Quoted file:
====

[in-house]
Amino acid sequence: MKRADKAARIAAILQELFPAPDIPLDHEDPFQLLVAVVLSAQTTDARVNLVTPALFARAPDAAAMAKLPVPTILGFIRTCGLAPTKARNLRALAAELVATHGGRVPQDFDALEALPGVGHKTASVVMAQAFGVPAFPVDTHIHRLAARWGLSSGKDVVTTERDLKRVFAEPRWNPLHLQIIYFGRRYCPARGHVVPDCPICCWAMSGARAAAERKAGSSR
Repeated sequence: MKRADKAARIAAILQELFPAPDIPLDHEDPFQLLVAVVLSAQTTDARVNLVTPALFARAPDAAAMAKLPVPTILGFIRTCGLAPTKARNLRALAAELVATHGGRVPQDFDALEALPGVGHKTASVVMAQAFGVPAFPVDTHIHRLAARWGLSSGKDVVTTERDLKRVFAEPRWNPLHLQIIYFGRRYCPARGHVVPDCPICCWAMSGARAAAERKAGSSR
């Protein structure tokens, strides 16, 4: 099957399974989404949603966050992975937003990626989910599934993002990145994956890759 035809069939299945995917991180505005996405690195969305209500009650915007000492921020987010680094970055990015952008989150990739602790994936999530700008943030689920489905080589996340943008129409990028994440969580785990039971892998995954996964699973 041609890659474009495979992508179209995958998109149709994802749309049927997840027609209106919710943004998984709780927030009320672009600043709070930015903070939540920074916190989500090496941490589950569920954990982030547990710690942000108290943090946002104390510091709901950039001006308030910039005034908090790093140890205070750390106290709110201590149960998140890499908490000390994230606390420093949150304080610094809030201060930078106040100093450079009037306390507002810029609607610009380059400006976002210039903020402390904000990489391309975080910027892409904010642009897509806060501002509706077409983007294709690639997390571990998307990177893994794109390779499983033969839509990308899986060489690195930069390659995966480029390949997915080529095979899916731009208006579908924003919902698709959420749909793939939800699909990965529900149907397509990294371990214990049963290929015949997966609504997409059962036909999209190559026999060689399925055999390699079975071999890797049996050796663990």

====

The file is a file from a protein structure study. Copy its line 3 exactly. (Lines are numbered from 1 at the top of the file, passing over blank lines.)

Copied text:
Repeated sequence: MKRADKAARIAAILQELFPAPDIPLDHEDPFQLLVAVVLSAQTTDARVNLVTPALFARAPDAAAMAKLPVPTILGFIRTCGLAPTKARNLRALAAELVATHGGRVPQDFDALEALPGVGHKTASVVMAQAFGVPAFPVDTHIHRLAARWGLSSGKDVVTTERDLKRVFAEPRWNPLHLQIIYFGRRYCPARGHVVPDCPICCWAMSGARAAAERKAGSSR